Capoeira Classes at Sukha Arts in Harrington Park, NJ

Sukha Arts, located in Harrington Park, NJ, is currently offering a six-week series of Capoeira classes courtesy of master instructor Alex of Arts United Capoeira in Jersey City. If you’re thinking, “I have no idea what Capoeira is or even how to pronounce it,” here’s some quick background information:

Capoeira (pronounced cap-oh-air-uh) is a form of martial arts that originated in Brazil but was heavily influenced by African dance styles. It seamlessly combines elements of music, dance, acrobatics, and fighting in a rhythmic series of quick, complex movements. Although the exact origins of Capoeira is debated, there is evidence of its existence beginning in the 16th century. It was practiced by slaves in Brazil but was disguised as a dance in order to protect those who practiced the martial art from punishment by their captors. Capoeira is most often set to traditional Brazilian berimbau music.

The Capoeira classes at Sukha Arts are held every Thursday evening from 8:00 – 9:30PM. Thursday, March 6 will be the third class. The classes are intimate and geared to the beginner. Alex adeptly conveys the essence of capoeira within the confines of the 90-minute session and tailors the instruction to the participants’ skill levels. I found him engaging, warm and supportive – pushing people to their edge yet keeping the class fun. He welcomes questions about the rich history of Capoeira and answers them with intricate detail. Traditional Capoeira music accompanies the classes, which involve individual and paired movement. It’s an intense, rewarding physical experience and one that combines skill, grace, strength and agility. (Haven’t tried doing a cart wheel since you were ten? No worries. You will be doing them before the end of the class, even if you are taking baby steps to get to a modified version.) The videos below capture portions of the class.

This class was the second class for these female students.

To sign up for the remaining classes, call Sukha at 201.768.2455. The studio, run by the infectiously joyful dance and yoga instructor Christine Chan, is located in Harrington Park at 76 Schraalenburgh Road.

Gluten-Free Italian Dinners Offered at La Riviera Trattoria, Clifton

I received the below invitation from La Riviera Trattoria’s owner, Maria. The last dinner I attended was excellent in terms of quality, quantity and value.  The program is set up with communal tables adding a festive ambiance. Follow the instructions as per below if you are interested in attending and don’t wait. These dinner parties fill up FAST and they are absolutely worth every penny. See you there!


Because of the high volume of people, I can accept a maximum of 55 people each night. PLEASE CHOOSE ONE DATE AND LET ME KNOW YOUR ALLERGIES WHEN YOU BOOK IT. You must reserve first via email and then mail the check to: LA RIVIERA TRATTORIA.  


1st Course (Family style):

Fried Calamari

Stuffed Baby Artichokes

Clams Oreganata



2nd Course (Family Style):

Penne Vodka

3rd Course (Individual):


4th Course (Family style):

Veal Parmigiana

Chicken Milanese

French Fries

Eggplant Siciliana no mozzarella

Basa with baby shrimp in a scampi sauce

5th Course



It will be $50 per person including everything above, sodas, gratuity, and tax.  All liquor will be cash bar. Remember to save up for the products I will be selling.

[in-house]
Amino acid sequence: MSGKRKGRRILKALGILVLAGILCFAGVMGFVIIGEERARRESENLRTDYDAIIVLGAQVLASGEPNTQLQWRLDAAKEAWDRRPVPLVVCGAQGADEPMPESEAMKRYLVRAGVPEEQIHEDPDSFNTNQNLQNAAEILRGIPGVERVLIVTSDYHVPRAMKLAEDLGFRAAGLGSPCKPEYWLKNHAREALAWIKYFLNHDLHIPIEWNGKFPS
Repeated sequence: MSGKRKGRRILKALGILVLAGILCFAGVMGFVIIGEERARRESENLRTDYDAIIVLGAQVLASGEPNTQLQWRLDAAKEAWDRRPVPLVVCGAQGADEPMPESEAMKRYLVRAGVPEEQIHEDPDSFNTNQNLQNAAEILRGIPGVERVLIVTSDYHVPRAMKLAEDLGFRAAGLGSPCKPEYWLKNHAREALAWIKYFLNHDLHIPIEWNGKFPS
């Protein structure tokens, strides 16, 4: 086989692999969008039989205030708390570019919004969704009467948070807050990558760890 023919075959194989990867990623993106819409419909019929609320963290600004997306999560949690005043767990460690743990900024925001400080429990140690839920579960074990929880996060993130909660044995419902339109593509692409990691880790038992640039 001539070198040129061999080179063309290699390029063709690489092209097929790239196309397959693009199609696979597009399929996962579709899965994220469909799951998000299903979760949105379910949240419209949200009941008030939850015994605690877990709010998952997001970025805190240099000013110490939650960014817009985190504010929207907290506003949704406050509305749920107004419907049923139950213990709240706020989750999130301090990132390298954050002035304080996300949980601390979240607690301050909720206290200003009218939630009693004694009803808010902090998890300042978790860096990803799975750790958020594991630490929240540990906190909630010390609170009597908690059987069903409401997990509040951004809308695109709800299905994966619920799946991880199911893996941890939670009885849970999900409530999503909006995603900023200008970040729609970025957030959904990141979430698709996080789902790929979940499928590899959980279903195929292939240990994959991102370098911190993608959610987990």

Thank you and look forward to our Party!!!!


La Riviera Trattoria

421 Piaget Avenue

Clifton, NJ 07011


Sous Chef Antonio and Sister Maria Carlino, Crafting Italian Traditional Cuisine With Gluten-Free Ingredients at La Riviera Trattoria
Sous Chef Antonio and Sister Maria Carlino, Crafting Italian Traditional Cuisine With Gluten-Free Ingredients at La Riviera Trattoria

A Magical Hour of Christmas – Riverside Church Assembly Hall, Monday, December 23rd

Ornament Graphic

The New York Conservatory will host its debut performance at Riverside Church Assembly Hall on Monday, December 23rd.  The program, “A Magical Hour of Christmas,” will feature beloved music in song and  instrumentals.  Arrive at 7:30 for a champagne reception; the program begins at 8:00pm and features world-renowned musicians including:

Flute/piccolo-player Lule Ballata of Kosovo

Vocalist (Baritone) Ergin Brahimi of Kosovo

Violinist Aleksey Shenker

Vocalist Beata Royzman (Soprano)

Vocalist and Actor Carter Unger

Special Guest Vocalist (Soprano) Sarah Gilbert

Accompanist Gary Norden

Pianist and Vocalist Deborah Greene

When:             Monday, December 23, 2013, Champagne Reception and Registration 7:30pm, Performances Begin at 8:00pm

Where:            Riverside Church Assembly Hall, 490 Riverside Drive (At 120th Street), New York City

Pricing:          Tickets are $100 per person and may be purchased at the door.   For more information, call 201-681-5878.

New York Conservatory Invitation

Julbord Swedish Christmas Feast Celebration at Ikea

Trevlig Helg!    (Happy Holidays in Swedish!)  On Friday, December 13, 2013 Ikea in Paramus, NJ will host a traditional Swedish Christmas Julbord, an all-you-can-eat-buffet at two seatings –  4:30pm-6:00pm or 7:00pm – 8:30pm.

traditional Swedish Julbord Christmas feast
Traditional Swedish Julbord Christmas feast

Adult tickets  $9.99; Children 12 & under $2.49

Adult tickets $12.99; Children 12 & under $4.99

Ikea is also one of my favorite places to pick up stocking stuffers and gifts for friends who enjoy cooking and baking.  Here are some inexpensive and nifty finds for those young and old on your lists, particularly those who are fans of organizing.  From wooden toys to art supplies and soft goods for children to decorative accessories for teens and all types of reasonably priced goodies, jams and kitchen organizers for adults, Ikea has some clever options for last-minute gift giving.